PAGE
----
How Can Ukraine’s High Anti-Corruption Court Succeed?

Following more than two years of advocacy efforts by Ukrainian civil society and pressure from the international community, Ukraine established a specialized High Anti-Corruption Court (HACC) to try high-level officials accused of serious corruption offenses. The HACC, which was authorized … Continue reading

Guest Post: Assessing the Relationship Between Parliament and Anticorruption Agencies

Today’s guest post is from Franklin De Vrieze, a Senior Governance Advisor for the Westminster Foundation for Democracy (WFD), a UK public body that works with parliaments, political parties, and civil society groups to promote fairer, more transparent, and more … Continue reading

An Anticorruption Success Story: India’s Aam Aadmi Party Has Made Delhi Politics Much Cleaner

In 2011, India witnessed the largest anticorruption uprising in its history, as hundreds of thousands of people mobilized to protest against entrenched corruption and to push for the passage of national anticorruption legislation that had been stuck in parliament for decades. … Continue reading

Guest Post: A Defense of Anticorruption Orthodoxy

Robert Barrington, Professor of Anti-Corruption Practice at the University of Sussex’s Centre for the Study of Corruption, contributes today’s guest post. The international anticorruption movement, which has been so successful over the last 25 years in putting this once-taboo issue … Continue reading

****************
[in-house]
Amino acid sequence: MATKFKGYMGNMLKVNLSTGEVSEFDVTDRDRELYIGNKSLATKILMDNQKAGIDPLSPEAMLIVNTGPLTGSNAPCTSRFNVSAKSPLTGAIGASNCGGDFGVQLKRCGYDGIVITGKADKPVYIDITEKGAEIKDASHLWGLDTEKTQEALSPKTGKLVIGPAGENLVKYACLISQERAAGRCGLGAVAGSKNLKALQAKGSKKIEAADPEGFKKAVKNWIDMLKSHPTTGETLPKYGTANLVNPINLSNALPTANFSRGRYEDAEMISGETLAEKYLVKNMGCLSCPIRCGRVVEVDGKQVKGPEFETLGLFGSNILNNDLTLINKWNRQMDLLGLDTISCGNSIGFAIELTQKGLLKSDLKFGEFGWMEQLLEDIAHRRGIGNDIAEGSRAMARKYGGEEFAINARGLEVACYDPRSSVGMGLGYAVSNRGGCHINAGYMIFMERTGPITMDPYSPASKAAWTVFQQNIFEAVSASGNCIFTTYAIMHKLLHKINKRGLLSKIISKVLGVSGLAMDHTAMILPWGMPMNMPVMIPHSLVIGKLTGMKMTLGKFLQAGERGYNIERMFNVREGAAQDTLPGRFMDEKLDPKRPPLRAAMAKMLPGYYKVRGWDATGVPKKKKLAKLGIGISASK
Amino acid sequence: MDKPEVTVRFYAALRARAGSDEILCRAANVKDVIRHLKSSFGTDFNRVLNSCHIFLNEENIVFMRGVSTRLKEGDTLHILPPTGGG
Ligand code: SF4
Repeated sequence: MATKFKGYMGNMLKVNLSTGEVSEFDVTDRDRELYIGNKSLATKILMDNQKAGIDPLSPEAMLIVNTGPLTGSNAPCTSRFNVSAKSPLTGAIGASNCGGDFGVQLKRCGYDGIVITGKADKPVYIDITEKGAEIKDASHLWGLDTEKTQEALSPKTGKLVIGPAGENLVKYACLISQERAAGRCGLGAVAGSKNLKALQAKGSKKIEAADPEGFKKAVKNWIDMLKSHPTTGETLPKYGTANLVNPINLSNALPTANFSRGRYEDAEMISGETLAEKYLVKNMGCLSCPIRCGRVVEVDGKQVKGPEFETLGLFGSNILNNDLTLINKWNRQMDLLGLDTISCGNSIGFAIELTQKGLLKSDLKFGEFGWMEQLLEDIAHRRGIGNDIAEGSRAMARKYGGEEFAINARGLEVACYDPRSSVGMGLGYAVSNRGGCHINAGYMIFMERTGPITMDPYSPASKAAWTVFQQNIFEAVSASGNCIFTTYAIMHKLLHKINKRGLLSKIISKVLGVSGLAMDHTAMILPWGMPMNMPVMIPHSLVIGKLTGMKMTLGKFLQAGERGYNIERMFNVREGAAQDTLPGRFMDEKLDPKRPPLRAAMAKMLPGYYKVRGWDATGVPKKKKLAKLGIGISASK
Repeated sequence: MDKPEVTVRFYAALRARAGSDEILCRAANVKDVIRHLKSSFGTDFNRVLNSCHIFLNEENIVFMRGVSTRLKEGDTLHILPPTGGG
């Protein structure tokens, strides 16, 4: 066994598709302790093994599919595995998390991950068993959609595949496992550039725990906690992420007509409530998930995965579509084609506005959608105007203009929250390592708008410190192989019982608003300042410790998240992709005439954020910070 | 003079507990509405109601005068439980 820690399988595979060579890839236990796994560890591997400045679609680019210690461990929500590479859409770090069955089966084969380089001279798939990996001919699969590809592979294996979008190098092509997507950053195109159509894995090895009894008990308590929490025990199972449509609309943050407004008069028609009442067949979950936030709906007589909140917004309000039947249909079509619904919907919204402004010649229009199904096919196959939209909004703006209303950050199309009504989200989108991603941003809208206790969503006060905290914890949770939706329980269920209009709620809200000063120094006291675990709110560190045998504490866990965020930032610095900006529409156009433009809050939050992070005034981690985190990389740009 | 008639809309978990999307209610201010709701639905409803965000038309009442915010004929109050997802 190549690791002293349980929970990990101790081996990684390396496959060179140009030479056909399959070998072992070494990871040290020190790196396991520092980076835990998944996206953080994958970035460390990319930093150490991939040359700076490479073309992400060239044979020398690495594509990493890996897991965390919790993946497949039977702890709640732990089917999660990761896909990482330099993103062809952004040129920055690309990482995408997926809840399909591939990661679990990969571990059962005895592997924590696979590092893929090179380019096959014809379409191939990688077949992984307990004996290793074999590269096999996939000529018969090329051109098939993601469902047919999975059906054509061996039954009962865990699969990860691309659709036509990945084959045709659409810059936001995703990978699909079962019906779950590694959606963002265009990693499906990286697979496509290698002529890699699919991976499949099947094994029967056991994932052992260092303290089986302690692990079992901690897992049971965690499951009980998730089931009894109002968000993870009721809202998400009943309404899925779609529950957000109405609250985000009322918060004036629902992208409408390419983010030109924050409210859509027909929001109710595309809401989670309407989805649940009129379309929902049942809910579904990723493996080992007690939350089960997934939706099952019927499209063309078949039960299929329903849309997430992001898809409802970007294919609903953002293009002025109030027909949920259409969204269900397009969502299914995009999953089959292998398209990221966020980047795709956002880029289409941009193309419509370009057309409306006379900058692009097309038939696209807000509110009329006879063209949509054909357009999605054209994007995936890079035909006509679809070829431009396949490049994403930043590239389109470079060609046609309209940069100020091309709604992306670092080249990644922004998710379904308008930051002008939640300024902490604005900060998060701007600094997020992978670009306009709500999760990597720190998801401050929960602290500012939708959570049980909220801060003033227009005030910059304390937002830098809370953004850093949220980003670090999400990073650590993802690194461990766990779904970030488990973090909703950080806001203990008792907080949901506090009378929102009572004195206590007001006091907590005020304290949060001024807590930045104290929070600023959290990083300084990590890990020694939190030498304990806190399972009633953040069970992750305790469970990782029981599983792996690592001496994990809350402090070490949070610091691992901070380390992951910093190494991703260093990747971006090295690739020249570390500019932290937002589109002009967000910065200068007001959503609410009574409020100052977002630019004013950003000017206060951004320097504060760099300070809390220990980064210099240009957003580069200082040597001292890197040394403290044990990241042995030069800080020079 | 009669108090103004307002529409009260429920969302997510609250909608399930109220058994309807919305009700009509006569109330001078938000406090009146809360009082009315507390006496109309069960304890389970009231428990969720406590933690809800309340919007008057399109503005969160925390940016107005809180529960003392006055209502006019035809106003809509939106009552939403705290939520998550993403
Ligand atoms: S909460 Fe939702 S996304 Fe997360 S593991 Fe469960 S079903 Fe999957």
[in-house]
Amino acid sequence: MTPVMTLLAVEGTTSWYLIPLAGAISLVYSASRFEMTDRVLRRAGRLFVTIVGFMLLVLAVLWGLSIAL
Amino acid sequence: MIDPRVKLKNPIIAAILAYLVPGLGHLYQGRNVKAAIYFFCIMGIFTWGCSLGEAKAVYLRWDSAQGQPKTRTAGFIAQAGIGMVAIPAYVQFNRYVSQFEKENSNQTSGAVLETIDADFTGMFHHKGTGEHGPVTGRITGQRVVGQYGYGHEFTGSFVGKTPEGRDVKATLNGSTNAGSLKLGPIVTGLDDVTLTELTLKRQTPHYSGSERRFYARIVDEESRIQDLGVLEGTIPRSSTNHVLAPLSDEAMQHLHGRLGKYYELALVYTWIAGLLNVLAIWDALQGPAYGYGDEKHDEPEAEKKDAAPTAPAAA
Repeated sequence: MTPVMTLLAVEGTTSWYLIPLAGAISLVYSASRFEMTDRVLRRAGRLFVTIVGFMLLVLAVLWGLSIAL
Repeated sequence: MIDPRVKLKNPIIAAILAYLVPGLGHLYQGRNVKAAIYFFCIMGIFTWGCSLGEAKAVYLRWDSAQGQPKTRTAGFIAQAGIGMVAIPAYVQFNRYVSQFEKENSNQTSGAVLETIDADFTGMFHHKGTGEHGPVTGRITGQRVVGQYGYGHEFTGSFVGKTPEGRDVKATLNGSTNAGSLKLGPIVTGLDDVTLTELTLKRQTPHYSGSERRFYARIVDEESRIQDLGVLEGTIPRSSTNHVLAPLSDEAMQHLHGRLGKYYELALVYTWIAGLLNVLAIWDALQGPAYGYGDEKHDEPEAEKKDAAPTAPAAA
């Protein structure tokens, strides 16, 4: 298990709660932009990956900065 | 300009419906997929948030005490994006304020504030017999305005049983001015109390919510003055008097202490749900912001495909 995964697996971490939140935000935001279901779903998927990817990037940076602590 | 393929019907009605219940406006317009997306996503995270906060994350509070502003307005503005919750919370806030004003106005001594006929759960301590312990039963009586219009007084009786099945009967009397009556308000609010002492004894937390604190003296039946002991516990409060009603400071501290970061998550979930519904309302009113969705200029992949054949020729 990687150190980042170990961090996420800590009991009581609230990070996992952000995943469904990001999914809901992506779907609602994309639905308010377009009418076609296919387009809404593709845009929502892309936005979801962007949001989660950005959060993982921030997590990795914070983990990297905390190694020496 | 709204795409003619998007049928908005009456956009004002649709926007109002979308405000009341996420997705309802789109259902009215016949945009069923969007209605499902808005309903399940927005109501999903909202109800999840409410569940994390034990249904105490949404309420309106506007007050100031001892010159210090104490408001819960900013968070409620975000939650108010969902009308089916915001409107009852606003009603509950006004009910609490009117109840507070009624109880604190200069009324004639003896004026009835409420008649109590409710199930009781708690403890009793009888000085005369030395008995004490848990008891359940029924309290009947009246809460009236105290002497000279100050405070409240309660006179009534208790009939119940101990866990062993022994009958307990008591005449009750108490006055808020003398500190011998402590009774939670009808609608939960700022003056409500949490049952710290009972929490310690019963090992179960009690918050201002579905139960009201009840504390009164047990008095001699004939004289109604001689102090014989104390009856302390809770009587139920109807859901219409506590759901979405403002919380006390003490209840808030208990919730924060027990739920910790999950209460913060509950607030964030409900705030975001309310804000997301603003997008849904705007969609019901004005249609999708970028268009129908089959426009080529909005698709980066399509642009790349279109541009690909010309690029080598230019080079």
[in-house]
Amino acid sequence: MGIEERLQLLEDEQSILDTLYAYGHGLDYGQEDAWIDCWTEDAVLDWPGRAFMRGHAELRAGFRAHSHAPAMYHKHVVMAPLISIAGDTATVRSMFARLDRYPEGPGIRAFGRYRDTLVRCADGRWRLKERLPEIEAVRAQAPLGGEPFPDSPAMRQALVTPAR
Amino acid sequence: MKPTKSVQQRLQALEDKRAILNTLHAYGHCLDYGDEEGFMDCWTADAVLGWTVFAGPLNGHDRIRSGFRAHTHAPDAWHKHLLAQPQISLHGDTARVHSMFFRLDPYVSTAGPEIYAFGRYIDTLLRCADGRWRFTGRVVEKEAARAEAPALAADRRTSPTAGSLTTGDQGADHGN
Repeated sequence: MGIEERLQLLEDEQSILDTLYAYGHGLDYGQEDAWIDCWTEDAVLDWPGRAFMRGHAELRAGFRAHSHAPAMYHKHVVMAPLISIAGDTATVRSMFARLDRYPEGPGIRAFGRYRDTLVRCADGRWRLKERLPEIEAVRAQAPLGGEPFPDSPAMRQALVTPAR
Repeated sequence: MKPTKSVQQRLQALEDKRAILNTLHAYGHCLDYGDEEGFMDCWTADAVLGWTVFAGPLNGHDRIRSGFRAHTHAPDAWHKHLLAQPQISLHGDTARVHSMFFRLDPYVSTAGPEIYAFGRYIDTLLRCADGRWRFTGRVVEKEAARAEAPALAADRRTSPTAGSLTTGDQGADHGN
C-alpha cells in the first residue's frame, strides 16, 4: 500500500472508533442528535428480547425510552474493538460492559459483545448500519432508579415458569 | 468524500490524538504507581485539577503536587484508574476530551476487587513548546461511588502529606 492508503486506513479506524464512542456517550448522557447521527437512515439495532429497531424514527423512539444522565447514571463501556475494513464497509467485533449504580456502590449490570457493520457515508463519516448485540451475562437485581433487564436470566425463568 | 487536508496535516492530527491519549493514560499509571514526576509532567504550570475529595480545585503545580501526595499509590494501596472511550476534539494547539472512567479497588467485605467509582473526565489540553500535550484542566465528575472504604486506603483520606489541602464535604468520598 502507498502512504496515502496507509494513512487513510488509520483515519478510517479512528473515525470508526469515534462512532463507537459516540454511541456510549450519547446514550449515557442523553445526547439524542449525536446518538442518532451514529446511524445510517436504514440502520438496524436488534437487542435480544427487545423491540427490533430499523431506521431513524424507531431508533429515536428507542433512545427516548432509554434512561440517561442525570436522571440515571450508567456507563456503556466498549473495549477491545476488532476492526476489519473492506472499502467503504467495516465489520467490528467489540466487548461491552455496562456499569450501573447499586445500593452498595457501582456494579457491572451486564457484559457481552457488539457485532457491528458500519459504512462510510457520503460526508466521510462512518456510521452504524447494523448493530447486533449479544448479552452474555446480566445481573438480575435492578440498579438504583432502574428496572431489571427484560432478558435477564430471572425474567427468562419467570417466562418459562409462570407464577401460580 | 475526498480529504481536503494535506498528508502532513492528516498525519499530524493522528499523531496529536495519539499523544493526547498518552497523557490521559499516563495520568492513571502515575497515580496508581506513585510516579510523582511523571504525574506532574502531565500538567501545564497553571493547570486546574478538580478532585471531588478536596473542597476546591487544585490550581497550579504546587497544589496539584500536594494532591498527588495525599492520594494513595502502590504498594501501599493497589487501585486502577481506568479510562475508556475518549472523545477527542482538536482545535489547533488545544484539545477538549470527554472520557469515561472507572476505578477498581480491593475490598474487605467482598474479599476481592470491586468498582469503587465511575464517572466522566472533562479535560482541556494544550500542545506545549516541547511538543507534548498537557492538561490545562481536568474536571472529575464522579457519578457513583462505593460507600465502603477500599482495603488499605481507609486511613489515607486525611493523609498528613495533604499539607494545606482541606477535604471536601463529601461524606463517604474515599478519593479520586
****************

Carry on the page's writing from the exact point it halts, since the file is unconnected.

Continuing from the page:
Ukraine’s Bold Experiment: The Role of Foreign Experts in Selecting Judges for the New Anticorruption Court

The fight against corruption has been a central focus for Ukraine since the 2014 Maidan Revolution. In the immediate aftermath of Maidan, the country created four new institutions, the National Anti-Corruption Bureau of Ukraine (NABU) (an investigative body), the Special … Continue reading

U4 Brief on “An International Anti-Corruption Court? A Synopsis of the Debate”

As regular readers likely know, GAB has featured a number of commentaries over the past few years on the proposal to create an International Anti-Corruption Court (IACC), modeled on the International Criminal Court, to try senior figures for grand corruption … Continue reading

Guest Post: The Infeasibility of Evidence-Based Evaluation of Transnational Anti-Bribery Laws

Kevin Davis, the Beller Family Professor of Business Law at New York University School of Law, contributes today’s guest post, based on his recent working paper. Academics and policymakers enthusiastically endorse “evidence-based” policymaking, for obvious reasons. (After all, what is … Continue reading

The 2019 Amendments to India’s Right to Information Law Threaten to Blunt a Powerful Anticorruption Instrument

India’s Right to Information (RTI) law, originally passed in 2005, gives all citizens the right to submit a request for information (in person, in writing, or online) to any public authority at the national, state, or local level; the request … Continue reading

The Continuing Struggle Over Brazil’s Financial Intelligence Unit and Its Contribution to the Anticorruption Fight

The successful investigation and prosecution of high-level corruption crimes often requires access to detailed financial intelligence, which in turn requires close cooperation and information-sharing between law enforcement officials and financial intelligence units. This has certainly been the case in Brazil, … Continue reading